The UT Institute of Agriculture is headquartered in Knoxville, but the multiple entities that make up UTIA are spread across the state. It was clear from our tour of the Knoxville campus that UTIA is much more than cows and corn.
We started the tour this afternoon with a visit in Morgan Hall (pictured above) with Tim Cross, dean of UT Extension, the outreach arm of UTIA that links the campus and research with the people of the state. As Cross said, UT Extension is a core part of the university’s land-grant mission. UT is the state’s land-grant institution, a national designation created by the federal government during the Civil War and assigned by each state’s governing body. There is a UT Extension office in each of Tennessee’s 95 counties, and Extension also oversees 10 research centers, 4-H and family and consumer science. “We can really say we are the front porch of the university,” Cross said. Through Extension, UT employees bring critical information to farmers, teach families about cooking healthy food and provide life skills for children. UT Extension also has a partnership with Tennessee State University, which has its own Extension agents sharing office space with UT agents in about 50 counties.
Next we visited the Center for Renewable Carbon and the Bioenergy Science and Technology (BEsT) lab, where UTIA and UT has made a name for itself in the energy industry and particularly in research surrounding biomass. Basically, this research is all about ending our dependence and reliance on oil by finding ways to use biomass, such as switchgrass. Biomass is carbon neutral, meaning it does not affect the climate, and using renewable products becomes an economic advantage for industry. Professor Joe Bozell (pictured at the left), associate professor David Harper and research associate Lindsey Kline talked about their research in BEsT. Kline works in the biomass conversion lab, where she is looking for chemicals and other products that can be extracted from biomass. Bozell showed us the fractionation reactor, which one of only two or three devices in the U.S. that uses a particular method to separate the various components of the biomass, and he is then working to find ways to use the components. Finally, Harper talked about an end product, carbon fibers, which is light but dense and could be used for vehicle parts.
Then we walked over to the Knoxville location of the UT Gardens, which now also includes locations in Jackson and Crossville. Beauty is an asset of the UT Gardens, but they also are a testing ground for flowers and plants. For instance, director Sue Hamilton (pictured at the right) talked to us about the Gardens’ partnership with HGTV HOME. Students were planting annuals and shrubs in a section of the Gardens to test the best ones that HGTV HOME will market as their brand and sell in lawn and garden stores. UT Gardens is home to the Southeast’s largest public rose garden, endowed by the Beall Family. There’s also a rock garden, kitchen garden and many areas for quiet contemplation, picture taking (a family was having its picture taken as we toured) and parties and gatherings (a tent and chairs were being assembled while we were there for a wedding).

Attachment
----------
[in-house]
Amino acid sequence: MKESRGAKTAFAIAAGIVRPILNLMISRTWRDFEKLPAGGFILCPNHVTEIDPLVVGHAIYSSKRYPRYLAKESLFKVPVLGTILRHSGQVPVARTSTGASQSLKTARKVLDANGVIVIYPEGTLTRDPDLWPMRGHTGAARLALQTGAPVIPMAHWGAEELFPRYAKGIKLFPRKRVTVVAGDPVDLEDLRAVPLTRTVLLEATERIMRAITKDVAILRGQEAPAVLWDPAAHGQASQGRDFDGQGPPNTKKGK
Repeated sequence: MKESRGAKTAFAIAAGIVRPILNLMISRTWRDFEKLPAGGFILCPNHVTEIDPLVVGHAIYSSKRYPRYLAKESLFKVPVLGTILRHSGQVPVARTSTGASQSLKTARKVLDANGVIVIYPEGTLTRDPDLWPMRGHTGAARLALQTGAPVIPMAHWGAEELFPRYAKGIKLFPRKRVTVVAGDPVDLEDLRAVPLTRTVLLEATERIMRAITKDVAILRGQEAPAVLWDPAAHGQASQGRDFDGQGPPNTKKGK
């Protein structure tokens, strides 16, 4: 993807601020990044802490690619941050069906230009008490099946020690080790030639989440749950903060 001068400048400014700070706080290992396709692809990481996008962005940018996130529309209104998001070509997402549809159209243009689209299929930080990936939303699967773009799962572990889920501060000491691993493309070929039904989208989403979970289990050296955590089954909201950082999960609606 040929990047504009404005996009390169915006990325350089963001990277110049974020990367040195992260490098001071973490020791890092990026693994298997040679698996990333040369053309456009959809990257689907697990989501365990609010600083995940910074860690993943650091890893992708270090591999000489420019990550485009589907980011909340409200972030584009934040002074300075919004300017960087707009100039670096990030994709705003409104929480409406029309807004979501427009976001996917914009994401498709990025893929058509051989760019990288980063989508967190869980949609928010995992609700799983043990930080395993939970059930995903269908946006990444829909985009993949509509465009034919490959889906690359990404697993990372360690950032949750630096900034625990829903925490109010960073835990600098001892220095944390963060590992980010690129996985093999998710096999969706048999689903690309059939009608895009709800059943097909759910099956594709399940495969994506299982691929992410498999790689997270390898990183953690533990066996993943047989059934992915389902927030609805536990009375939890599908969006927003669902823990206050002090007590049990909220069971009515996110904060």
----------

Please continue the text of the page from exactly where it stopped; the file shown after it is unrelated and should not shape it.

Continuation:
Next, we toured the new equine and large animal hospitals with David Anderson, professor and head of large animal clinic sciences (pictured at the left). The new Equine Performance and Rehabilitation Center is the only rehab center for horses in the Southeast that is under the supervision of a veterinarian. UT is the only place in the world that has rehab centers for large, small, exotic and farm animals. Anderson and Camilla, a teaching horse, showed off the salt water therapy device. We visited the hyperbaric chamber for horses. UT is the only place in North America that has hyperbaric chambers for horses, dogs and cats and “pocket pets.” We saw the ICU for large animals, disease isolation containment unit, surgery rooms and MRI and CT for horses.
Finally, we drove to the other side of the river to the Johnson Animal Research and Teaching Unit to visit the Lindsay Young Beneficial Insects Lab and its director, Pat Parkman (pictured below). At the lab, Parkman has thousands of predator beetles that are being reared in mass to help fend off the hemlock woolly adelgid that is killing stands of hemlocks in the Eastern U.S., and most notably in the Great Smoky Mountains National Park. The adelgid is a non-native insect from Japan. Parkman’s lab is testing the use of different kinds of beetles, which prey on the adelgids. The goal is to not wipe out the adelgids but to create equilibrium of adelgids and beetles so that the damage to the hemlocks can be stopped and managed. It has taken several years since the beetles were first released into the mountains of western North Carolina for some positive results to occur. Near Boone, N.C., the beetles have established themselves, and damage has been halted, Parkman said. A new beetle from southern Japan, which was a natural predator of the adelgid, is being reared in the lab, so far the only place in the world.